Get lost in The Forgotten Garden


I’ve always been fascinated by stories that delve into the unknown and complicated histories of their characters, and I’ve been curious about The Forgotten Garden for quite some time now, so when I read this blurb from Booklist, “a satisfying read …just the thing for readers who like multigenerational sagas with a touch of mystery”, it’s safe to say I was hooked.

I read this book on Sunday, curled up outside on a picnic table in the sun, and quickly found myself absorbed. Morton writes in images and pictures, and so I sat there for hours, lost in the twisted and mysterious landscapes of the Cornish coast, barely aware of the fact that I was sitting on a hard bench, in the middle of winter, on a busy street in downtown Toronto.

The Forgotten Garden begins in London, on the eve of WWI. A little girl plays hide-and-seek on the deck of a ship while waiting for the woman who left her there to return. But as darkness comes, the girl is still alone.  The ship pulls out from the dock and steams away on a long, grueling journey to Australia, where the dock master and his wife take in the small castaway who is carrying nothing but a child’s white suitcase containing a few clothes and a book of fairytales.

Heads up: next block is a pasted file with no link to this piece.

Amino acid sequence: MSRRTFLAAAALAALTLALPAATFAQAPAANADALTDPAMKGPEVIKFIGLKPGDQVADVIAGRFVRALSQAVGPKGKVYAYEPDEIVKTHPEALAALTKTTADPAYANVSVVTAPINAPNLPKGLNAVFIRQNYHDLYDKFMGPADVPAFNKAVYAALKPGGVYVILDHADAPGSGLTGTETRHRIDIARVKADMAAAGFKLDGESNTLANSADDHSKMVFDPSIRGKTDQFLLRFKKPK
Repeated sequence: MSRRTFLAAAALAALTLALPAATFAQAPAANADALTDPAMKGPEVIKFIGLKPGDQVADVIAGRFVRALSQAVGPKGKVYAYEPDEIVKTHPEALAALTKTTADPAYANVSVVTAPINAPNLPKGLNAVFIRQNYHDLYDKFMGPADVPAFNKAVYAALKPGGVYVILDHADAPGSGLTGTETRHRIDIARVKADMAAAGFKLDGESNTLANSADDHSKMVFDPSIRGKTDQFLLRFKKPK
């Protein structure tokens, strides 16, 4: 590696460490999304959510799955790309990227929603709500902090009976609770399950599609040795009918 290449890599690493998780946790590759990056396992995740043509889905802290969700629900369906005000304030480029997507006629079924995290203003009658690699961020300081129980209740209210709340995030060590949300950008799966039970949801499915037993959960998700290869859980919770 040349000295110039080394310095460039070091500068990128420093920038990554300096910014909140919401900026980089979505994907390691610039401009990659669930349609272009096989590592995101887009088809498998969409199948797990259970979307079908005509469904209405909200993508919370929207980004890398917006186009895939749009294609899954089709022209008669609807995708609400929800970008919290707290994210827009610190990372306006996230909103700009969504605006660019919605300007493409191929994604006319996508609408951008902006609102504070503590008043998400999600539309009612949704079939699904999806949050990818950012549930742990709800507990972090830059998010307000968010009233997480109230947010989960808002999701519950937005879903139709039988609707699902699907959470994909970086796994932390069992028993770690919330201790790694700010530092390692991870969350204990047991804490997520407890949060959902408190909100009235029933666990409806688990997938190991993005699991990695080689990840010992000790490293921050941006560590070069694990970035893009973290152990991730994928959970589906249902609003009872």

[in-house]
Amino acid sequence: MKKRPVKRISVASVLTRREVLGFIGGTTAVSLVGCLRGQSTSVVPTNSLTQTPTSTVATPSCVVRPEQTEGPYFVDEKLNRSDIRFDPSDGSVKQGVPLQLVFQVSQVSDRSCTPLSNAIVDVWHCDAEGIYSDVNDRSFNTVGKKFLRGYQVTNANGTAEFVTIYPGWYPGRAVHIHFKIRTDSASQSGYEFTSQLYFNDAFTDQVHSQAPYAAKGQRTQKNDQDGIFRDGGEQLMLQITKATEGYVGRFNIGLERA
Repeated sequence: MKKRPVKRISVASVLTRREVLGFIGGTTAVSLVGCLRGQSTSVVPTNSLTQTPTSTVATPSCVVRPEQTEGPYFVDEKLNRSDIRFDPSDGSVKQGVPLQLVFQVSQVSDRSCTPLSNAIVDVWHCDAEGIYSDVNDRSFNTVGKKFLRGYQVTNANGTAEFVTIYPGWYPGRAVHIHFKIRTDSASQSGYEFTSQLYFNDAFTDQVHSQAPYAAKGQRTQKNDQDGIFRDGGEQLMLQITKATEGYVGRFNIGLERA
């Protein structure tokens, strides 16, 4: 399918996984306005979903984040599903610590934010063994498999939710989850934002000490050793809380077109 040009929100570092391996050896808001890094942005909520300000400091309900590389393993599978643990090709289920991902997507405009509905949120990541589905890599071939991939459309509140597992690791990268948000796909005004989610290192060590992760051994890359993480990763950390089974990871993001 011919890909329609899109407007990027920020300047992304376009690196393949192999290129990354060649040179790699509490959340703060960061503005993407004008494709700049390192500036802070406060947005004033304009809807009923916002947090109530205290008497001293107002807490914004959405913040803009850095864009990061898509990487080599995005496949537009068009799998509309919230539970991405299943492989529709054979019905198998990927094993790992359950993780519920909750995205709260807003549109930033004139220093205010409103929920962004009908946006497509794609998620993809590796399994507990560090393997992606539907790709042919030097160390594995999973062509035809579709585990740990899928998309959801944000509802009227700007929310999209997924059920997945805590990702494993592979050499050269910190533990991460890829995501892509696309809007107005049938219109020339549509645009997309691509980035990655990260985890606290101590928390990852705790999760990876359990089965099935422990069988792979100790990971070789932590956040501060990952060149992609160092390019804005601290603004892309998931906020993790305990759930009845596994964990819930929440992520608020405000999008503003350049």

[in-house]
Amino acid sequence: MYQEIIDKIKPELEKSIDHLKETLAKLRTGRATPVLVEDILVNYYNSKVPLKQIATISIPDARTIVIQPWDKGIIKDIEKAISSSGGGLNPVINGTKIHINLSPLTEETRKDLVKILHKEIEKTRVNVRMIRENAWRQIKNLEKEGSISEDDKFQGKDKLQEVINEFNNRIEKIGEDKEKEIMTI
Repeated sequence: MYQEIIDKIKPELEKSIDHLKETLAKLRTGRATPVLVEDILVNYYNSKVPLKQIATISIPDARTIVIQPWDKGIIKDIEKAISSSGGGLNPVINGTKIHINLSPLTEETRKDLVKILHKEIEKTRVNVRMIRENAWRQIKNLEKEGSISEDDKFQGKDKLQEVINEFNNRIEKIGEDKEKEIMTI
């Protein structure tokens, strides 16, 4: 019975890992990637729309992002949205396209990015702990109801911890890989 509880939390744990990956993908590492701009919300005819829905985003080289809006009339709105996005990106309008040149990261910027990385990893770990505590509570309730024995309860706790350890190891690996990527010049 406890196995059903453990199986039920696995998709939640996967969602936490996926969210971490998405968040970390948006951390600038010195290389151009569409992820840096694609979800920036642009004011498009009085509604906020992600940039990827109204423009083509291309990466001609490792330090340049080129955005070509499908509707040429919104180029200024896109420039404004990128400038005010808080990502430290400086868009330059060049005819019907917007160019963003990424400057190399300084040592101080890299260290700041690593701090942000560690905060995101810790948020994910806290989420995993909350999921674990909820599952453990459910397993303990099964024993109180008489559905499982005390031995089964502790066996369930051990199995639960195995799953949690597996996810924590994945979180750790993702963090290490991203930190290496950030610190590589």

It’s not until her twenty-first birthday that they tell her the truth.

In her adulthood she returns to England in search of her identity and that of the mysterious woman who abandoned her.  Her quest is not fulfilled until after her death, and what began as a journey of self-discovery becomes a search for family identity and belonging, as her granddaughter, Cassandra, travels to a cottage on the cliffs of Cornwall, eventually discovering the secrets of its forgotten garden.

Though you might be reading this one inside for the time being, I encourage you to pick up a copy and get lost in the beauty of Morton’s writing.

Until March 22 you can enter to win a wine and cheese gift basket at select local independent bookstores.

And the best part?

The gift basket includes a copy of The House at Riverton, and The Forgotten Garden, which you’ll definitely want to share with your friends!

One thought on “Get lost in The Forgotten Garden

  1. I bought this book to go to Norway with just before the Olympics, and it’s the most relaxing, wonderful read ever. Highly recommended. My daughter is publishing a similar genre (just out this week) with schiel and denver in houston but i think this really takes the biscuit.

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